Presented by Cabaret Fringe Festival
Reviewed 5th June, 2021
Carla Anita Mattiazzo calls this show a cabaret. The trappings of cabaret are certainly present: a vibrant one-woman presentation with piano accompaniment. However, if you overlook her blindingly-sequinned black jumpsuit – not an easy task – and a headdress which could be either tiara or halo, Ms Mattiazzo is doing a lot more here than her title implies. Catchelorette, a reminder of laughingly so-called ‘reality’ television shows about dating, appraising and acquiring a consort, might make prospective audience members think that this will be a hoot of a show for a bunch of thirty-something straight cisgender women ready to deride the vagaries of prospective blokes. And yes, it works for that lot. But Mattiazzo’s show is a lot more thoughtful than this.
There’s more speaking than singing in this show – and that’s not a criticism. Mattiazzo has the gift of a story-teller, and her spoken material is intelligent, incisive social satire, deftly aimed at today’s singles who wish they weren’t.
It wouldn’t surprise me if Mattiazzo’s undergraduate degree is in education. She enunciates six specific “catches” which are obstacles in the path of a woman seeking a male consort of quality. She tells amusing stories about each “catch”, recapitulates the headings half-way through, and, like every fine teacher, gives us a quick revision of all six headings at the end. Perfect pedagogy. Each story segment is focussed, funny and memorable. Even better, her sharp social observations allow her audience to identify at a number of levels.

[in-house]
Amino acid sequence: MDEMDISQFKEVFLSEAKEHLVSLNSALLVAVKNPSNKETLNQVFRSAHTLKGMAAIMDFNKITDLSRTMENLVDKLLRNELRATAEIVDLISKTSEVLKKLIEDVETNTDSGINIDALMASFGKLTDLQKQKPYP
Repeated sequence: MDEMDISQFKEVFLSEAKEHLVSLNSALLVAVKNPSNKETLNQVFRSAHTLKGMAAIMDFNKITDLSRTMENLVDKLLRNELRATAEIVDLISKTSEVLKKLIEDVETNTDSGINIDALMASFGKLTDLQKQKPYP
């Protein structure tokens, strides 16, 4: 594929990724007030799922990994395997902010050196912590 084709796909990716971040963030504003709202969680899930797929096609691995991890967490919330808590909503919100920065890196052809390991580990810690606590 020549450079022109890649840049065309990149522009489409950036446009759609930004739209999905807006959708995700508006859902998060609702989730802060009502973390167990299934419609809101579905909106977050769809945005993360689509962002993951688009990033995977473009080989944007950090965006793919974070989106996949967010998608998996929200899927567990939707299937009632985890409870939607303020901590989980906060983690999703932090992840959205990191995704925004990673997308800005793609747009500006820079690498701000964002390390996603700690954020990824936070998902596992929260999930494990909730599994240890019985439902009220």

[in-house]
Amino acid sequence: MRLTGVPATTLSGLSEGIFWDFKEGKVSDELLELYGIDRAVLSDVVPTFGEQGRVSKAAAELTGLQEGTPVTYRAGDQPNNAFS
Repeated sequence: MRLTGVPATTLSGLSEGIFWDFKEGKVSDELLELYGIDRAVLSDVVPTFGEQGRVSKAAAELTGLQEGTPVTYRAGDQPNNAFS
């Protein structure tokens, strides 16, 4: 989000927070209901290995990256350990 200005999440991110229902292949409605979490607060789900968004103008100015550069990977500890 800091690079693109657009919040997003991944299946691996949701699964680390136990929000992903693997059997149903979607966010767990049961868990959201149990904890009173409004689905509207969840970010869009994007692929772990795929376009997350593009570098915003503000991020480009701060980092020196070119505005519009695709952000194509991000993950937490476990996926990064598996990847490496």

Her singing is, however, another matter. Mattiazzo is blessed with a robust, clear speaking voice, which also works loudly in her mid-upper range. Both strength and pitch accuracy suffer when she sings quietly, slowly and in her lower range. She is ill-advised to begin her show with a gently moody version of Merrill & Rubicam’s How Will I Know?, made popular by Whitney Houston. Although the lyrics are perfect for her purposes, Mattiazzo’s pitch wavers throughout. Sara Bareilles’s Gravity suffers a similar fate. The best singing happens in Too Much (by Carly Rae Jepsen); its faster pace and higher range suits Mattiazzo’s voice well.
A word about Mattiazzo’s accompanist, acknowledged at the end of the show as ‘Ciara’. No surname given. Research suggests that she may be Ciara Ferguson. Remember her name if you ever need a skilled, empathetic pianist to accompany you. Despite her singer’s wildly varying tempi and dynamic levels, Ciara consistently supported and enhanced every musical moment of the show.
Overall, this is a brightly entertaining romp for thinking women and enlightened men. Its strength is its sharp social satire.
Reviewed by Pat. H. Wilson
Rating out of 5: 4 stars.